I believe, Natalie, that a lot of the problem is that we are stuck on believing our self worth is in the TITLES that we are giving…I don’t know what your ‘CAREER TITLE’ is, but let’s say, as in my case, a ‘Graphic Artist’… we can get so caught up in that particular title that we close our minds to other possibilities and other experiences. You say you could have traveled more, had more dinners with clients etc. Is it what you really want or does the ‘Title’ sound glamourous and therefore you want to keep it? I say this because there was a time in my 20’s where I was a Travel Agent for a short time, that I thought I wanted badly, and ended up going on training courses paid for by the company, to BC when I lived in Montreal, flights paid, hotel and course paid etc. Sitting there on the plane with my company uniform on, getting extra-special attention. It all SOUNDED so glamourous to anyone whom I told. But the REALITY was…I’m not a great flyer-I’m actually very nervous about flying! I hated having to wear a skirt, jacket and tie! around my neck on the plane and in classes! One hotel room is like the other after awhile and so are the brochures that you try to promote. The all had…conference rooms, pools, golf courses, near the beach or on the beach, blah blah blah, and some BUSINESS MEN could be a real pain in the ass with their constant changes! But the thought of me being a TRAVEL AGENT was exciting to say.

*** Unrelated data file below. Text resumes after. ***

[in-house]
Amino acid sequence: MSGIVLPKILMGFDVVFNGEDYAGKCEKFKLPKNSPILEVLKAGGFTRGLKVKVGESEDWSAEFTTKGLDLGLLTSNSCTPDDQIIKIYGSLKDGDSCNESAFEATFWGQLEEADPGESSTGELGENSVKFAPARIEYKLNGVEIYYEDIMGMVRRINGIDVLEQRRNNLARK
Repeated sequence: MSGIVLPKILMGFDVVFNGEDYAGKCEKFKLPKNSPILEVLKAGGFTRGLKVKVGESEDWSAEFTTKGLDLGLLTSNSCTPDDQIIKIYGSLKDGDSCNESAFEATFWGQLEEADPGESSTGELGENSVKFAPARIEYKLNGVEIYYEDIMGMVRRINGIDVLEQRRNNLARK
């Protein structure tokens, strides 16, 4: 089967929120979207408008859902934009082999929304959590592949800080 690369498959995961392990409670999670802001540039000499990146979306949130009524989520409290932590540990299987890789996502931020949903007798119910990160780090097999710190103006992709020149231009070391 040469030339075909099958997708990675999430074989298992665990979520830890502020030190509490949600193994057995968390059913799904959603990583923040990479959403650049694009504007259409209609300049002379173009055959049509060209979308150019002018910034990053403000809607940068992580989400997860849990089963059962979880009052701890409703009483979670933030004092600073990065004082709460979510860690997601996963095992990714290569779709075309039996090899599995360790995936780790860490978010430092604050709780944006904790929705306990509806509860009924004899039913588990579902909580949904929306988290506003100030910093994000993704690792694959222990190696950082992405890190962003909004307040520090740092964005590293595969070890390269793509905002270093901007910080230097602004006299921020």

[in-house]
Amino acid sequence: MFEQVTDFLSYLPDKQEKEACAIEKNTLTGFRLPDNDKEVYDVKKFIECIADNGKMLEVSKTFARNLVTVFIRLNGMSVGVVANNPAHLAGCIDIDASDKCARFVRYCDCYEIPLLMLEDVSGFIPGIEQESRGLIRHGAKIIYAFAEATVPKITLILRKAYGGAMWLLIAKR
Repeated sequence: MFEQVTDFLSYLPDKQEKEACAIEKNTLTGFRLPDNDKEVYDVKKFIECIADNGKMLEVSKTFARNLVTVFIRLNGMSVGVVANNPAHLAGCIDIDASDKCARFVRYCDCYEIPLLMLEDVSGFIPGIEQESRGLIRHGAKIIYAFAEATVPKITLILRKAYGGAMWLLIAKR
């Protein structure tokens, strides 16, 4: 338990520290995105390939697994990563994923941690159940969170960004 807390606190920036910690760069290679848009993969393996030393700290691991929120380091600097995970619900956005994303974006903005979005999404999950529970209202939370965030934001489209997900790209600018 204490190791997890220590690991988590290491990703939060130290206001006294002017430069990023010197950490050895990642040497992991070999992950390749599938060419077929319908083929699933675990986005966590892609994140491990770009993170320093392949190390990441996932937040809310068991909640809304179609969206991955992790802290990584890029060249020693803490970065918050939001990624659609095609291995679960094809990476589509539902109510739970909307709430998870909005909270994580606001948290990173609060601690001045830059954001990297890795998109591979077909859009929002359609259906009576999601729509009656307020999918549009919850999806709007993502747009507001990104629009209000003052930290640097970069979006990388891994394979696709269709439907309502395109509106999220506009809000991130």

When I finally decided to look into something else and realized the truth which wasn’t that I wanted to SELL travel to other people…the truth was…I wanted to TRAVEL MYSELF! Not go on Fam-trip (Familiarization trips) and make reports, gather info and SELL better…I really wanted someone to send ME on a trip and be on the receiving end of it.

    All this to say, my dear, that our self-worth is alway a struggle and you have to find the answer within yourself. Don’t look for confirmation from others (least, people you work with!) and don’t get caught-up in titles or what it may look like from the outside) Take care Nat and I’m sure you will make the right decisions as they come up.

    Ciao for now,
    xOx
    Linda

  2. I think many of us who are moms and professionals have struggled with balancing both worlds. I think women need to be able to recognize and accept that they can strive to “have it all” but they can’t have it all at once! I feel that at different times in your life your focus and priorities need to be different -particularly when raising a family.